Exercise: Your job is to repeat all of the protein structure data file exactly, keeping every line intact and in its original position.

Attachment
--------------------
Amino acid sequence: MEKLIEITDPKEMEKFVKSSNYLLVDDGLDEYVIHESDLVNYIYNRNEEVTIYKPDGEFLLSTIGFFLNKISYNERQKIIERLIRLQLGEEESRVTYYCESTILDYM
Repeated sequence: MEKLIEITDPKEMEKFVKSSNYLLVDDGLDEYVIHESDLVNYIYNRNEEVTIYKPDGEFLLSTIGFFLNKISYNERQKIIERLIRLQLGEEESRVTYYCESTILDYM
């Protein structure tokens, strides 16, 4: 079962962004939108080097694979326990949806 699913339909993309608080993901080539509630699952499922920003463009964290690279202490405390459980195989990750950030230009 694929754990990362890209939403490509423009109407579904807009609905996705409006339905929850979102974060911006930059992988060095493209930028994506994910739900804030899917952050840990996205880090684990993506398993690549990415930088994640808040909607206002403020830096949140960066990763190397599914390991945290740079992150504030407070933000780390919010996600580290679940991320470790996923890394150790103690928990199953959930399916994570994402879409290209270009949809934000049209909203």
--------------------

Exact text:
Amino acid sequence: MEKLIEITDPKEMEKFVKSSNYLLVDDGLDEYVIHESDLVNYIYNRNEEVTIYKPDGEFLLSTIGFFLNKISYNERQKIIERLIRLQLGEEESRVTYYCESTILDYM
Repeated sequence: MEKLIEITDPKEMEKFVKSSNYLLVDDGLDEYVIHESDLVNYIYNRNEEVTIYKPDGEFLLSTIGFFLNKISYNERQKIIERLIRLQLGEEESRVTYYCESTILDYM
């Protein structure tokens, strides 16, 4: 079962962004939108080097694979326990949806 699913339909993309608080993901080539509630699952499922920003463009964290690279202490405390459980195989990750950030230009 694929754990990362890209939403490509423009109407579904807009609905996705409006339905929850979102974060911006930059992988060095493209930028994506994910739900804030899917952050840990996205880090684990993506398993690549990415930088994640808040909607206002403020830096949140960066990763190397599914390991945290740079992150504030407070933000780390919010996600580290679940991320470790996923890394150790103690928990199953959930399916994570994402879409290209270009949809934000049209909203």